I would say the same thing to all of us who make up the church family here at the First Baptist Church of Fitzgerald: let’s embrace where we are. We are where we are, we are who we are, we are the product of the choices that we have made, and we are all in this together. Moreover—and this is very important—God is with us in it; we are still caught up in the plan of Almighty God who loves us and who gave his Son for us. God is with us right here and right now and God will bless and use us right here and right now.
“Don’t look back,” the great baseball philosopher Satchel Paige said, “because someone might be gaining on you.” If we keep looking back at what has gone on before what we’re looking back at might finally catch up with us.
Oh, it does some good to look back if in looking back we can find gratitude for the good that we have experienced and if we can learn from the bad that we have been through but if we are not careful what will happen is that we will expend too much energy blaming others or even blaming ourselves, although in my experience I have seen that the people who blame others the most usually carry much of the blame themselves and that the people who blame themselves the most tend to carry the least blame themselves. The people in the Exile could have thrown lots of blame around and much of it would have stuck. A church family can always look back and can always lay blame, too. But I ask you to remember that the past is the past and that all we can do is to live under God in the present and move with great hope toward the future that God has for us.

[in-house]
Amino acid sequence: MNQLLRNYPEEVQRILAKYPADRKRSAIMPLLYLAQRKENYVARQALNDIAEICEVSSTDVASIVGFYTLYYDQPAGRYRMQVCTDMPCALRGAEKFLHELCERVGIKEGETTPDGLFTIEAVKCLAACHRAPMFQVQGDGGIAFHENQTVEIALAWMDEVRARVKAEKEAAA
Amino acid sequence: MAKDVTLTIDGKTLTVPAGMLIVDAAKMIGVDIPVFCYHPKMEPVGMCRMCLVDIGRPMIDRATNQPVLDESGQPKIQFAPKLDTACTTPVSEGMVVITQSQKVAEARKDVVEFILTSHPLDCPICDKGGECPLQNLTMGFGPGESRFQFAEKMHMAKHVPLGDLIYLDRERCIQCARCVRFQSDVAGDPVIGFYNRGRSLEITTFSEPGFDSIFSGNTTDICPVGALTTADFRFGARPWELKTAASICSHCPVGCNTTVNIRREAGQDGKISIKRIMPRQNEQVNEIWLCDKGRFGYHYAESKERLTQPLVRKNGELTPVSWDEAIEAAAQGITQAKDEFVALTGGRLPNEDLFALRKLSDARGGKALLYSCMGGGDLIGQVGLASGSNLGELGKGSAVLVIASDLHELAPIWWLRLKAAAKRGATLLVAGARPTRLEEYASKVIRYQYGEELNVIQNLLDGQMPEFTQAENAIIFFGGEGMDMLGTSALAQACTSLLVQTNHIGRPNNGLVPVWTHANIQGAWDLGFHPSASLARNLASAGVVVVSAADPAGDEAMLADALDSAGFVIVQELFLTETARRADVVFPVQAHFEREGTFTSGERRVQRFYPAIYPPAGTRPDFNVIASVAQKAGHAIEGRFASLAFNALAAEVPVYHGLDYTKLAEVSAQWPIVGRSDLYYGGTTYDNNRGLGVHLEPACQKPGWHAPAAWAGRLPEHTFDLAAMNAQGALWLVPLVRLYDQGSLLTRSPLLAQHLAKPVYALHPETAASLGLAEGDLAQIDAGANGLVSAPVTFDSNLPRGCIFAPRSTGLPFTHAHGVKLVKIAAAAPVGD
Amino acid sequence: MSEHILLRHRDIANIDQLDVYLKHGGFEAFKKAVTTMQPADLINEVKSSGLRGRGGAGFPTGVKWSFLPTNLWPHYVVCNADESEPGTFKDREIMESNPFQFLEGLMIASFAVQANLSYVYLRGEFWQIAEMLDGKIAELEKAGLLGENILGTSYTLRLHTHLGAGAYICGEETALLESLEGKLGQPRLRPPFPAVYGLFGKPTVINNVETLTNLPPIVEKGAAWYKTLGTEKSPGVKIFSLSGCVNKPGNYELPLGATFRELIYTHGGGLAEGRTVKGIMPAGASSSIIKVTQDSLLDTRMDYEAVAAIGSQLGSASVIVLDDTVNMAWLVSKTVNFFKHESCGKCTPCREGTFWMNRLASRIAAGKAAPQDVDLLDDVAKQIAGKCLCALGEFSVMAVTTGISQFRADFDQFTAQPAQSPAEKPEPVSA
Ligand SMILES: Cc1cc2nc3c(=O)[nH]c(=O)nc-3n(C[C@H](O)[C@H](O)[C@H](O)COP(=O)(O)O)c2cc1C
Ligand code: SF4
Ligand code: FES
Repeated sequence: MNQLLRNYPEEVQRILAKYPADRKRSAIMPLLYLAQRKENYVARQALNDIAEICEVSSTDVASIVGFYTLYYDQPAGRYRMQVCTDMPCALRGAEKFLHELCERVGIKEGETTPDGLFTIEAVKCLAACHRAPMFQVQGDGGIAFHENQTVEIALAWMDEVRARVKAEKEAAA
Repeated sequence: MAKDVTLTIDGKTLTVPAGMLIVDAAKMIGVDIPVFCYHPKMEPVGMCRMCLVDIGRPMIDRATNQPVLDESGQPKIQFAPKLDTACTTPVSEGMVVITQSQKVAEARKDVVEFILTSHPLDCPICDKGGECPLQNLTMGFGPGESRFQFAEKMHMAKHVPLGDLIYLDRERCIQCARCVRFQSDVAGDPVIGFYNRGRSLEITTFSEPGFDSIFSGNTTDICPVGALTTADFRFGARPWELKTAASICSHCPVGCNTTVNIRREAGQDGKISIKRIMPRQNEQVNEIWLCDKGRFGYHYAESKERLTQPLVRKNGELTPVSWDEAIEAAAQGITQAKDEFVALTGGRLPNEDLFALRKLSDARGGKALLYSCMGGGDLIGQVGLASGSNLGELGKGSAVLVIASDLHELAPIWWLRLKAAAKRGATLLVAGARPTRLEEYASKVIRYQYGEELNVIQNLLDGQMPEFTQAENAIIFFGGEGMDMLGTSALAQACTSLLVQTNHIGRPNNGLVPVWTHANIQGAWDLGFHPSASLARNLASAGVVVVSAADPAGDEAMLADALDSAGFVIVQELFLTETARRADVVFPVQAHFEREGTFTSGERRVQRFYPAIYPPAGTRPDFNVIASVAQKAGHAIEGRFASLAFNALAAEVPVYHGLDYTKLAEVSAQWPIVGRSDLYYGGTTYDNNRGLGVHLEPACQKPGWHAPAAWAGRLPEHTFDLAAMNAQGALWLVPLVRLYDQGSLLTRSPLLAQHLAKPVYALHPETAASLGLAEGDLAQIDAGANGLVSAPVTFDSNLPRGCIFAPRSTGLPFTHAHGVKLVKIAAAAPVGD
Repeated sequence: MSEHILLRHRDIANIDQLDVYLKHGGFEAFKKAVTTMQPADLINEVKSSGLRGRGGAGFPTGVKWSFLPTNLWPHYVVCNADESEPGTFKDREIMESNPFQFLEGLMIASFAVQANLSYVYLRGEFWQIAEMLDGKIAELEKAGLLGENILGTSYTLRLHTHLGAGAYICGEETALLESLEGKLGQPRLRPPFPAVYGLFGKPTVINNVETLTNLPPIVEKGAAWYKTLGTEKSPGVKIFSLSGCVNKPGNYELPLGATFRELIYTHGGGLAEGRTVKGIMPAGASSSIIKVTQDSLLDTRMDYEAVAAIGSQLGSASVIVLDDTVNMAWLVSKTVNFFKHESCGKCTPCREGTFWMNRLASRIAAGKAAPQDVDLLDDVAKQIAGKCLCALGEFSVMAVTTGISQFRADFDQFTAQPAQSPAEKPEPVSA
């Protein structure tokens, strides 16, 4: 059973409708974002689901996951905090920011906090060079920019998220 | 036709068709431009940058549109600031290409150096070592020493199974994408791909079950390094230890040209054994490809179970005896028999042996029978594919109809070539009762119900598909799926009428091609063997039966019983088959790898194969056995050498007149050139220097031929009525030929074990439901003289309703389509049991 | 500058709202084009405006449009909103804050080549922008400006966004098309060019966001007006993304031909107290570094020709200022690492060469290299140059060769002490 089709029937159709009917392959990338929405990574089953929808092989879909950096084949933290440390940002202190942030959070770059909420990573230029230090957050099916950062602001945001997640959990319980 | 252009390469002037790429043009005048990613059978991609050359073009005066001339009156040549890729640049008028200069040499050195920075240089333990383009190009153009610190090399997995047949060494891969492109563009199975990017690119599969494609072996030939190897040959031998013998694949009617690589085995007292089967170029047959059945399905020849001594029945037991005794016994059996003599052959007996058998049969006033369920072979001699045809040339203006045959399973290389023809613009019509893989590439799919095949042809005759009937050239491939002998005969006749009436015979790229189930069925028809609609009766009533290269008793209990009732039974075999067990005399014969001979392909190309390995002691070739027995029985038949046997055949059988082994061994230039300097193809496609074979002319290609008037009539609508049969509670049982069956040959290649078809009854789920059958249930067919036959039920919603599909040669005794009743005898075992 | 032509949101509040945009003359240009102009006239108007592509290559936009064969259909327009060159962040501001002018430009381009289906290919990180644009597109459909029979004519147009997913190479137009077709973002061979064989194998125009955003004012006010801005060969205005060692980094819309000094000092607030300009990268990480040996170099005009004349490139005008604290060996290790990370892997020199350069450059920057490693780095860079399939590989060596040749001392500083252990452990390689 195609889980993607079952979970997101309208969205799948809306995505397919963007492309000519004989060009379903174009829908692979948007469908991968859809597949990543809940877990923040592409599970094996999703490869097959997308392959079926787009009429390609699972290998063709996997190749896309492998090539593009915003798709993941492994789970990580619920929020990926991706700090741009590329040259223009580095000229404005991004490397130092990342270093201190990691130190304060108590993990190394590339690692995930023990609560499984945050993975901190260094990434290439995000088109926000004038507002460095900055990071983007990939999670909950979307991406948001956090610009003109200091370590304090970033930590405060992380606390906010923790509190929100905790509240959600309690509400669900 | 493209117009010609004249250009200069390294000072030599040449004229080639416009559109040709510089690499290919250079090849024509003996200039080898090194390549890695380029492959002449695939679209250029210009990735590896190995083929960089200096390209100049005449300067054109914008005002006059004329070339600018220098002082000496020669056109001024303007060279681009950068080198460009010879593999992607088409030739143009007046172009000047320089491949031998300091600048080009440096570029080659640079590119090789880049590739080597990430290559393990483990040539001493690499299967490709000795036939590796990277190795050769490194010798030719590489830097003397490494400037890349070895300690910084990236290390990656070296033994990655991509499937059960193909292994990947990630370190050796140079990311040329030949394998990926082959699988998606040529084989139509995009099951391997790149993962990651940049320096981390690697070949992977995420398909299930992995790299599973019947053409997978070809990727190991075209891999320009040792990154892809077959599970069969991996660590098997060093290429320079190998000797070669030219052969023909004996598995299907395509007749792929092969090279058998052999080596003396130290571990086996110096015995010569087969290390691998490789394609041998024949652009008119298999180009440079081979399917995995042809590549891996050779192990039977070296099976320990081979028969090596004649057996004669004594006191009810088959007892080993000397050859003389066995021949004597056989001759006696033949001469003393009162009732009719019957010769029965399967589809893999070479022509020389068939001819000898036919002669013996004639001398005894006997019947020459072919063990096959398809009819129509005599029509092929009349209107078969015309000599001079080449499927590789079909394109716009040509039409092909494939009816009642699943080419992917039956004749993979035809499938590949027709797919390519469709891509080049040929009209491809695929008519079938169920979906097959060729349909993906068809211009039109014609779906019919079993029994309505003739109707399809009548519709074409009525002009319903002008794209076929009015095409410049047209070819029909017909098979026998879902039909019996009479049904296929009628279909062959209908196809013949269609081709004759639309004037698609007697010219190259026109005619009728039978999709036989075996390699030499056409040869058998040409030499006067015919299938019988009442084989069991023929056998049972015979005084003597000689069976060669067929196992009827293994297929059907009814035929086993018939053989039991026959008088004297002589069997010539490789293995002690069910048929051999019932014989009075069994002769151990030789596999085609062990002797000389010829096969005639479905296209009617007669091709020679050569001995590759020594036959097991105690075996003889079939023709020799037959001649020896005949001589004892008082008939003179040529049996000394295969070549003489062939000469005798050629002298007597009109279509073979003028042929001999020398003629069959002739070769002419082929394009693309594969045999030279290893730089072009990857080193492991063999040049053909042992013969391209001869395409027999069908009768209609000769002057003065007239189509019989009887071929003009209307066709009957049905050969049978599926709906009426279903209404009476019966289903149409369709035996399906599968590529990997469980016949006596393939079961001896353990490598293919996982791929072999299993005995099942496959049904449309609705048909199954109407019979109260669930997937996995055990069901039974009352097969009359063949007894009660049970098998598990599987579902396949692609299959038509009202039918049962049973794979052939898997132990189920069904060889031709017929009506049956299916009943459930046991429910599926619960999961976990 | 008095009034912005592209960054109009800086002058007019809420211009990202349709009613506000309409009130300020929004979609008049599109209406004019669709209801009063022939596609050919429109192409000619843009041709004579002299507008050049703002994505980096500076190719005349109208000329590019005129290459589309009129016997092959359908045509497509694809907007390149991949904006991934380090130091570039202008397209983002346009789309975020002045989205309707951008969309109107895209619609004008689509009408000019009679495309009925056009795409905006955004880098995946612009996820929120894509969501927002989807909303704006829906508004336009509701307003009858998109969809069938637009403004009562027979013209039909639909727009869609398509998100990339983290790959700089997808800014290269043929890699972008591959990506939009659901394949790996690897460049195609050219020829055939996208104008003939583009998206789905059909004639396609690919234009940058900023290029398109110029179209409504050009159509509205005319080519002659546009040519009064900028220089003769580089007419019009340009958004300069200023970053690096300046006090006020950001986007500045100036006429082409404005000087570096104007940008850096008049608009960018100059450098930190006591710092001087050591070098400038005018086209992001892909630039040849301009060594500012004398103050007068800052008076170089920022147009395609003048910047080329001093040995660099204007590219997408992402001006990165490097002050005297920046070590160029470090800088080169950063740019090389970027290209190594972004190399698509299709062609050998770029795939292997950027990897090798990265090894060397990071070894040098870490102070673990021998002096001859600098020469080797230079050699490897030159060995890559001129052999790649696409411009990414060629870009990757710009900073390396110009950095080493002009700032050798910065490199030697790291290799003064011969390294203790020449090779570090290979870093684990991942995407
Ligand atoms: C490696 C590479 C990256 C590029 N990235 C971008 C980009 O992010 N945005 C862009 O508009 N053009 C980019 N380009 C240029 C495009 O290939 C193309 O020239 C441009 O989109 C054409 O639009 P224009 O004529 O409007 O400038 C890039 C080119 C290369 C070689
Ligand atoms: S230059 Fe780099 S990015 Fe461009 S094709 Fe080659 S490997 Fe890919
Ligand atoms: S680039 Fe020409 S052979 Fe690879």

In Walter Wangerin’s fable The Book of the Dun Cow, which is set in a chicken coop, Chauntecleer the rooster is trying to ascertain who has been eating the hens’ eggs. He suspects John the Weasel because he has done that before. Chauntecleer says, “I know what you have done in the past, John…. I know what you are capable of doing.” To which John the Weasel replies, “Past is past. Past is not present. Did is not do. Was is not is” [Walter Wangerin, Jr., The Book of the Dun Cow (New York: Harper & Row, 1978), p. 19].
What powerful words: “Past is not present. Did is not do. Was is not is.”